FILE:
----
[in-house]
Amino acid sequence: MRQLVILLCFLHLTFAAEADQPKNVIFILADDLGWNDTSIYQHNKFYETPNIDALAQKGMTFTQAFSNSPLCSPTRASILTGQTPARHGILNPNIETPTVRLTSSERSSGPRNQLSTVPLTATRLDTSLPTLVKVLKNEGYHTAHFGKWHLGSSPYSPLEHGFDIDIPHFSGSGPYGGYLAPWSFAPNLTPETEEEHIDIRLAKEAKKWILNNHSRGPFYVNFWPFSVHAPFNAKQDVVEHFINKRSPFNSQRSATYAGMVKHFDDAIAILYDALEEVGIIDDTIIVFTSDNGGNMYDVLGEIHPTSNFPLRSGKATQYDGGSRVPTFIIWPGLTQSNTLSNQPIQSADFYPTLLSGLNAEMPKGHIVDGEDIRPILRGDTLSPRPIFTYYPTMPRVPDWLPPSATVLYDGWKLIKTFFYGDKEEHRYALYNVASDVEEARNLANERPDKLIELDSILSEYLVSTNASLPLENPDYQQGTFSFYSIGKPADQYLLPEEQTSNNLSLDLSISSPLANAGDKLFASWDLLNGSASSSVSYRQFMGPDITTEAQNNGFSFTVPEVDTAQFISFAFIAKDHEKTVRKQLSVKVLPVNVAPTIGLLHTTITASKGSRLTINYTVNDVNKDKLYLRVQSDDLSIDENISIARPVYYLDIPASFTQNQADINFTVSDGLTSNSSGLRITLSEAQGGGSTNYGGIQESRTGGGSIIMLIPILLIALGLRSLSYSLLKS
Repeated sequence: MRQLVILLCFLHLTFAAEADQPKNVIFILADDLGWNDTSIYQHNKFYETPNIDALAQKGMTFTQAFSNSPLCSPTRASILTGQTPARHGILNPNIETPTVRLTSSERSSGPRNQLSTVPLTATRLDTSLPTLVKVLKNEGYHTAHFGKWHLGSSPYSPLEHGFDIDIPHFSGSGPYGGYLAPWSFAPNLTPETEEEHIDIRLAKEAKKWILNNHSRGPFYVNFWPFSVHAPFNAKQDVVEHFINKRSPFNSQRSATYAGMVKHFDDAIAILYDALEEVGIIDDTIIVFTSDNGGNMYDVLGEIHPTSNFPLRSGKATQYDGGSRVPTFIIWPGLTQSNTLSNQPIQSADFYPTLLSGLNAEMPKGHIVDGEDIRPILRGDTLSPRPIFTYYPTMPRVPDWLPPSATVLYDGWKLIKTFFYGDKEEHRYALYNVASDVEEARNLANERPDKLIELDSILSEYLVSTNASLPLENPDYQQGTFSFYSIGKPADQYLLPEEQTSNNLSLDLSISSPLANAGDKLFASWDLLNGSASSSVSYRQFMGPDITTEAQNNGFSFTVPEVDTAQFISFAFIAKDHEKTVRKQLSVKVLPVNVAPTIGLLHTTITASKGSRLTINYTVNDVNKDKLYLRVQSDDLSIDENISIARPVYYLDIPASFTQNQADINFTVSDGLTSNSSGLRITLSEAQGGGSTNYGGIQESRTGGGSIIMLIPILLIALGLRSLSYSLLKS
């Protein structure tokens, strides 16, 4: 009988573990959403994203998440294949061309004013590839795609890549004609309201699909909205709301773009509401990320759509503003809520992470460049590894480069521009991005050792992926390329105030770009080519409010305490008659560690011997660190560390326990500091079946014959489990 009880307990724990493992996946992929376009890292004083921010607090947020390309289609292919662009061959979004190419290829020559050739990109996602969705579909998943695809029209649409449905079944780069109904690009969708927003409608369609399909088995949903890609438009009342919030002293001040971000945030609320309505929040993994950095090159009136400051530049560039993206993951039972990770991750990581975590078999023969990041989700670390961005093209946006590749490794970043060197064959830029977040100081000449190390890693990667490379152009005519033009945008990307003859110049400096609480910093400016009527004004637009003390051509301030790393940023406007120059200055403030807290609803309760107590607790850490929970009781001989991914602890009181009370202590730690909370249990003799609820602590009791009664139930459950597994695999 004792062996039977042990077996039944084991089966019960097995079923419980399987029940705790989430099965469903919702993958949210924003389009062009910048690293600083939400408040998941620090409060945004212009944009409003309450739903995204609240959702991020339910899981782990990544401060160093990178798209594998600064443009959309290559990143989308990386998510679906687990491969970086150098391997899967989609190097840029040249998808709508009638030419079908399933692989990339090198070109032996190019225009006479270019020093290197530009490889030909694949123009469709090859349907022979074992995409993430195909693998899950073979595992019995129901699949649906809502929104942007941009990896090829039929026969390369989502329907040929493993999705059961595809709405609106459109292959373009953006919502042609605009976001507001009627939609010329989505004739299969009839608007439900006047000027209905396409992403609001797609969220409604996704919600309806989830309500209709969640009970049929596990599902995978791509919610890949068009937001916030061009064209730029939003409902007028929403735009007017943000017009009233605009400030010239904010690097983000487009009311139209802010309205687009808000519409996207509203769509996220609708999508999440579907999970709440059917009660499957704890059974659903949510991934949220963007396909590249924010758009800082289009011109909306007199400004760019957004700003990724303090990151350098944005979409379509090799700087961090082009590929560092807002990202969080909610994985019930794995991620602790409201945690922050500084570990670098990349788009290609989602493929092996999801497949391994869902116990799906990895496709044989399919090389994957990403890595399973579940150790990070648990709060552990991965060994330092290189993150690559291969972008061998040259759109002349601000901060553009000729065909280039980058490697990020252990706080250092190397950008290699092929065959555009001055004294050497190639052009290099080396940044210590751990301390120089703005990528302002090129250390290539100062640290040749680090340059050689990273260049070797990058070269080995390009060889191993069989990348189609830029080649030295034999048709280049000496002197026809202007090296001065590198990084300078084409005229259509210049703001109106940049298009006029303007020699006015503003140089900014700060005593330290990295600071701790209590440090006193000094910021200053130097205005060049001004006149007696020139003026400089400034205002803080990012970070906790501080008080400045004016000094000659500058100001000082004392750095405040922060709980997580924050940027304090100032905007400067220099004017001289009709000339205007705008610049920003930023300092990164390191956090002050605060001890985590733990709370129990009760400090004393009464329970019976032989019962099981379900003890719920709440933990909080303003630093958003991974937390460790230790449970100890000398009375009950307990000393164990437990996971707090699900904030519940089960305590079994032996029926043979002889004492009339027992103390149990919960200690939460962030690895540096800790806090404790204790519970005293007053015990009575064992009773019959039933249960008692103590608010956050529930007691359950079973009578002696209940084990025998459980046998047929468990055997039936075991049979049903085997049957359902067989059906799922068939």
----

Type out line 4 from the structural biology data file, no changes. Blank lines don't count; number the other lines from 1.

């Protein structure tokens, strides 16, 4: 009988573990959403994203998440294949061309004013590839795609890549004609309201699909909205709301773009509401990320759509503003809520992470460049590894480069521009991005050792992926390329105030770009080519409010305490008659560690011997660190560390326990500091079946014959489990 009880307990724990493992996946992929376009890292004083921010607090947020390309289609292919662009061959979004190419290829020559050739990109996602969705579909998943695809029209649409449905079944780069109904690009969708927003409608369609399909088995949903890609438009009342919030002293001040971000945030609320309505929040993994950095090159009136400051530049560039993206993951039972990770991750990581975590078999023969990041989700670390961005093209946006590749490794970043060197064959830029977040100081000449190390890693990667490379152009005519033009945008990307003859110049400096609480910093400016009527004004637009003390051509301030790393940023406007120059200055403030807290609803309760107590607790850490929970009781001989991914602890009181009370202590730690909370249990003799609820602590009791009664139930459950597994695999 004792062996039977042990077996039944084991089966019960097995079923419980399987029940705790989430099965469903919702993958949210924003389009062009910048690293600083939400408040998941620090409060945004212009944009409003309450739903995204609240959702991020339910899981782990990544401060160093990178798209594998600064443009959309290559990143989308990386998510679906687990491969970086150098391997899967989609190097840029040249998808709508009638030419079908399933692989990339090198070109032996190019225009006479270019020093290197530009490889030909694949123009469709090859349907022979074992995409993430195909693998899950073979595992019995129901699949649906809502929104942007941009990896090829039929026969390369989502329907040929493993999705059961595809709405609106459109292959373009953006919502042609605009976001507001009627939609010329989505004739299969009839608007439900006047000027209905396409992403609001797609969220409604996704919600309806989830309500209709969640009970049929596990599902995978791509919610890949068009937001916030061009064209730029939003409902007028929403735009007017943000017009009233605009400030010239904010690097983000487009009311139209802010309205687009808000519409996207509203769509996220609708999508999440579907999970709440059917009660499957704890059974659903949510991934949220963007396909590249924010758009800082289009011109909306007199400004760019957004700003990724303090990151350098944005979409379509090799700087961090082009590929560092807002990202969080909610994985019930794995991620602790409201945690922050500084570990670098990349788009290609989602493929092996999801497949391994869902116990799906990895496709044989399919090389994957990403890595399973579940150790990070648990709060552990991965060994330092290189993150690559291969972008061998040259759109002349601000901060553009000729065909280039980058490697990020252990706080250092190397950008290699092929065959555009001055004294050497190639052009290099080396940044210590751990301390120089703005990528302002090129250390290539100062640290040749680090340059050689990273260049070797990058070269080995390009060889191993069989990348189609830029080649030295034999048709280049000496002197026809202007090296001065590198990084300078084409005229259509210049703001109106940049298009006029303007020699006015503003140089900014700060005593330290990295600071701790209590440090006193000094910021200053130097205005060049001004006149007696020139003026400089400034205002803080990012970070906790501080008080400045004016000094000659500058100001000082004392750095405040922060709980997580924050940027304090100032905007400067220099004017001289009709000339205007705008610049920003930023300092990164390191956090002050605060001890985590733990709370129990009760400090004393009464329970019976032989019962099981379900003890719920709440933990909080303003630093958003991974937390460790230790449970100890000398009375009950307990000393164990437990996971707090699900904030519940089960305590079994032996029926043979002889004492009339027992103390149990919960200690939460962030690895540096800790806090404790204790519970005293007053015990009575064992009773019959039933249960008692103590608010956050529930007691359950079973009578002696209940084990025998459980046998047929468990055997039936075991049979049903085997049957359902067989059906799922068939």